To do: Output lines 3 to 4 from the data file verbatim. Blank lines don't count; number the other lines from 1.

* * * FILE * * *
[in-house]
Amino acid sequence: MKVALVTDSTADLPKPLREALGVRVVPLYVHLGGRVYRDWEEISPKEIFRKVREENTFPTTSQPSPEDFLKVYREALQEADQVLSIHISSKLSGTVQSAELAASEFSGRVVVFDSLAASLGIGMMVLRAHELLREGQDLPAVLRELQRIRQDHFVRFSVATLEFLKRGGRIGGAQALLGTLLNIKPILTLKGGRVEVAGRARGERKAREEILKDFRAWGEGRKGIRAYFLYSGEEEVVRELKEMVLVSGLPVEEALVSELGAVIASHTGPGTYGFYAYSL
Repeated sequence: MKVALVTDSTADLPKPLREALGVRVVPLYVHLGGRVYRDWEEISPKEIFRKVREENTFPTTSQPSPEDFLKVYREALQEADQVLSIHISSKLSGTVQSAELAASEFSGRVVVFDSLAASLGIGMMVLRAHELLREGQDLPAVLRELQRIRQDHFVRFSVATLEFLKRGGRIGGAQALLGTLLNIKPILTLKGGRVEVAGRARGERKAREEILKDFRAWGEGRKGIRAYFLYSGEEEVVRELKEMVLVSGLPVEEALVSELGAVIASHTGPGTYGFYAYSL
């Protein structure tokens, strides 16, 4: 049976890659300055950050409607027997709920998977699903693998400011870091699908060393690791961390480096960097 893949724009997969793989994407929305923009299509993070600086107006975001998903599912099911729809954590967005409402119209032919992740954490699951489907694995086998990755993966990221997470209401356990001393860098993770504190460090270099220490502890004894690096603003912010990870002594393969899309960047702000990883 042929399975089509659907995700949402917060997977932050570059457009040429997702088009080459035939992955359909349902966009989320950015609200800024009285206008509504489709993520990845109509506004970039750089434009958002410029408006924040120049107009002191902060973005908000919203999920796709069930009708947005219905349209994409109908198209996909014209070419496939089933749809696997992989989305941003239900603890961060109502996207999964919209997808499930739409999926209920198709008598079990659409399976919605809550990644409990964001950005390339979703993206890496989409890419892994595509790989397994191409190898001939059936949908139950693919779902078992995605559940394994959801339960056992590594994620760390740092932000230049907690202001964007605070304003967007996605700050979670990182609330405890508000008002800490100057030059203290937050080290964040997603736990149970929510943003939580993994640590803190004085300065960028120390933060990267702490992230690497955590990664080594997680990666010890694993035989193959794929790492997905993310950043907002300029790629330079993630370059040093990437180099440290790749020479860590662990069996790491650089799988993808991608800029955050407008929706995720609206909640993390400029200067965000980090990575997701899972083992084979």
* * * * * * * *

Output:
Repeated sequence: MKVALVTDSTADLPKPLREALGVRVVPLYVHLGGRVYRDWEEISPKEIFRKVREENTFPTTSQPSPEDFLKVYREALQEADQVLSIHISSKLSGTVQSAELAASEFSGRVVVFDSLAASLGIGMMVLRAHELLREGQDLPAVLRELQRIRQDHFVRFSVATLEFLKRGGRIGGAQALLGTLLNIKPILTLKGGRVEVAGRARGERKAREEILKDFRAWGEGRKGIRAYFLYSGEEEVVRELKEMVLVSGLPVEEALVSELGAVIASHTGPGTYGFYAYSL
């Protein structure tokens, strides 16, 4: 049976890659300055950050409607027997709920998977699903693998400011870091699908060393690791961390480096960097 893949724009997969793989994407929305923009299509993070600086107006975001998903599912099911729809954590967005409402119209032919992740954490699951489907694995086998990755993966990221997470209401356990001393860098993770504190460090270099220490502890004894690096603003912010990870002594393969899309960047702000990883 042929399975089509659907995700949402917060997977932050570059457009040429997702088009080459035939992955359909349902966009989320950015609200800024009285206008509504489709993520990845109509506004970039750089434009958002410029408006924040120049107009002191902060973005908000919203999920796709069930009708947005219905349209994409109908198209996909014209070419496939089933749809696997992989989305941003239900603890961060109502996207999964919209997808499930739409999926209920198709008598079990659409399976919605809550990644409990964001950005390339979703993206890496989409890419892994595509790989397994191409190898001939059936949908139950693919779902078992995605559940394994959801339960056992590594994620760390740092932000230049907690202001964007605070304003967007996605700050979670990182609330405890508000008002800490100057030059203290937050080290964040997603736990149970929510943003939580993994640590803190004085300065960028120390933060990267702490992230690497955590990664080594997680990666010890694993035989193959794929790492997905993310950043907002300029790629330079993630370059040093990437180099440290790749020479860590662990069996790491650089799988993808991608800029955050407008929706995720609206909640993390400029200067965000980090990575997701899972083992084979």